Climate Change, Cat 6 Hurricanes and FEMA’s Funding Response

March 05, 2024
By Melanie Stern

Collaboration is the crux of global cooperation toward mitigating climate change and the associated risks to supply chains that adversely affect the fabricated and natural resources needed to support livelihood. This meeting of the minds does not come without its share of confrontation: a precursor to resolve or failure.

Recent escalations of extreme weather events have brought a greater sense of urgency from regulators and agencies across the globe. The U.S. Federal Emergency Management Agency (FEMA) stated there were more than 80 declared disasters across all 10 FEMA regions from August 17, 2022, through January 30.

In response, the Biden administration expanded existing relief provisions through its net-zero project funding, benefiting people rebuilding from damage and losses experienced by disasters declared as of mid-August 2022. The rebuild efforts will support net-zero infrastructure and buildings dedicated to serving communities during brownouts, blackouts and extreme temperatures promoting greater health, safety and welfare of constituents.

The program continues to receive new layers of protection. In March 2023, FEMA’s net-zero project funding integrated low-carbon construction materials eligibility, aligning with the larger goal in realizing net-zero greenhouse gas (GHG) emissions by 2050. But are the efforts belated?

Category 6 Has Arrived

Since its 1970 inception, developed by civil engineer Herbert Saffir and meteorologist Robert Simpson director of the U.S. National Hurricane Center, the Saffir-Simpson hurricane scale serves as an early warning system for officials to better prepare for natural disasters and the resulting emergencies and damage to come.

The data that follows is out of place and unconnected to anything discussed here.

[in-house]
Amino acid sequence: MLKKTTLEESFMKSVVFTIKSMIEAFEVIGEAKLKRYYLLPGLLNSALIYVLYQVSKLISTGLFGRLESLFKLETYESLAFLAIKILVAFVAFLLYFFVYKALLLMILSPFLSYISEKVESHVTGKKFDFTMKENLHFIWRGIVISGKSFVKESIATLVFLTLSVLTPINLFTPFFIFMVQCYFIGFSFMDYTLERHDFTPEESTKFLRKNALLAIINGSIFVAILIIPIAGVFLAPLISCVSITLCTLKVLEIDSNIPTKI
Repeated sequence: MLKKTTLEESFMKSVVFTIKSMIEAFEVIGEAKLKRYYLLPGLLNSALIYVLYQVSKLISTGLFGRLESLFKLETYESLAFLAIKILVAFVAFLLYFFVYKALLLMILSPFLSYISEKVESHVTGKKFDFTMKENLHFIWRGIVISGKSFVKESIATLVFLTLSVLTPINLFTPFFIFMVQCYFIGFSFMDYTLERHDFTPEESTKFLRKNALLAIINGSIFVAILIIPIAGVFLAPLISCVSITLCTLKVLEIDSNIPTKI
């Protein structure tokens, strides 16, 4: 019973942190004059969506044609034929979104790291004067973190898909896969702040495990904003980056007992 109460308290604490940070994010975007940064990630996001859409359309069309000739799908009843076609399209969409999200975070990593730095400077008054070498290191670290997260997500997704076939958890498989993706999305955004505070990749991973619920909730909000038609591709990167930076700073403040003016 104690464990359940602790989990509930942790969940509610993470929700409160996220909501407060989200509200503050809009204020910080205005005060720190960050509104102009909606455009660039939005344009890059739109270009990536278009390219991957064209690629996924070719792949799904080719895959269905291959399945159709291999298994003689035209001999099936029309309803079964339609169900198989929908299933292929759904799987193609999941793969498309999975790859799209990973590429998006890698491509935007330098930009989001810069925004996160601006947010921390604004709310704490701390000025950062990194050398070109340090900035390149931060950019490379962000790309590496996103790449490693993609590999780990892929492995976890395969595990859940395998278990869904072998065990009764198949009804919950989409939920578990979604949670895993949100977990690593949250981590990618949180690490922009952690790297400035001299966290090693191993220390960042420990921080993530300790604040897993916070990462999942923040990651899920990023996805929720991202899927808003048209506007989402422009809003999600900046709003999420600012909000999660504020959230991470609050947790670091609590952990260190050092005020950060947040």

The scale initially “graded” storm severity on wind speed alone, adding sea, lake and overland surges from hurricanes (SLOSH) to its measurement some years later. These included such factors as atmospheric pressure, size, forward speed and track data. As storm intensity has grown with time, new findings published in Proceedings of the National Academy of Sciences recommended an extension to the Saffir-Simpson hurricane scale.  

Deborah Brosnan, Ph.D., president and founder of Washington D.C. science-based global environmental risk solutions provider Deborah Brosnan & Associates, says some experts have concerns about keeping measurements to just five categories.

“We may underestimate the potential risks from a hurricane or typhoon with winds over 192 mph,” she says. The hurricane scale categorization consists of 1 to 5 categories, escalating in severity from a minimal hurricane, reaching major hurricane status from categories 3 to 5.

Brosnan, and others, believe current measurements do not meet with past decade’s storm velocity and scale, requiring the addition of a Category 6. “Climate models indicate more intense, rather than more frequent storms. With the way the ocean is warming, this is a major concern. Since 2013, five Pacific storms had winds over 192 mph which would put them in a category 6,” she says.

The argument for a higher category is not just about wind speed but about ensuring communities take the threat seriously and disaster management personnel are fully prepared, she adds.

Purple Heat Down Under

As sea surface temperatures and sea levels rise, so do extreme weather-related risks like coastal storms. Likewise, the damage they cause intensifies. Extreme heat is taking its toll on global populations, from urban centers to emerging nations.

Australia’s Bureau of Meteorology expanded its color-coding weather map, adding purple as an indicator of extreme heat. Brosnan concurs with the heat measurement addendum, saying that countries need more ways to notify people of hazardous heat conditions, “as more data helps drive action.”

Heat-related deaths are increasing across the U.S., Brosnan says, with “250 million to 300 million people living in 318 urban environments experiencing extreme temperatures above 95 degrees each summer.”

For those residing in less populated areas or in regions without modern-day infrastructure and cooling equipment, extreme heat can prove more perilous.

After the Fact Matters

Would-be recipients of disaster relief funds often decry the process of extended delays, lack of responsiveness, slow receipt of payments and an endless sea of red tape, delaying closure of their traumatic experiences — good intentions inhabited by inefficiencies.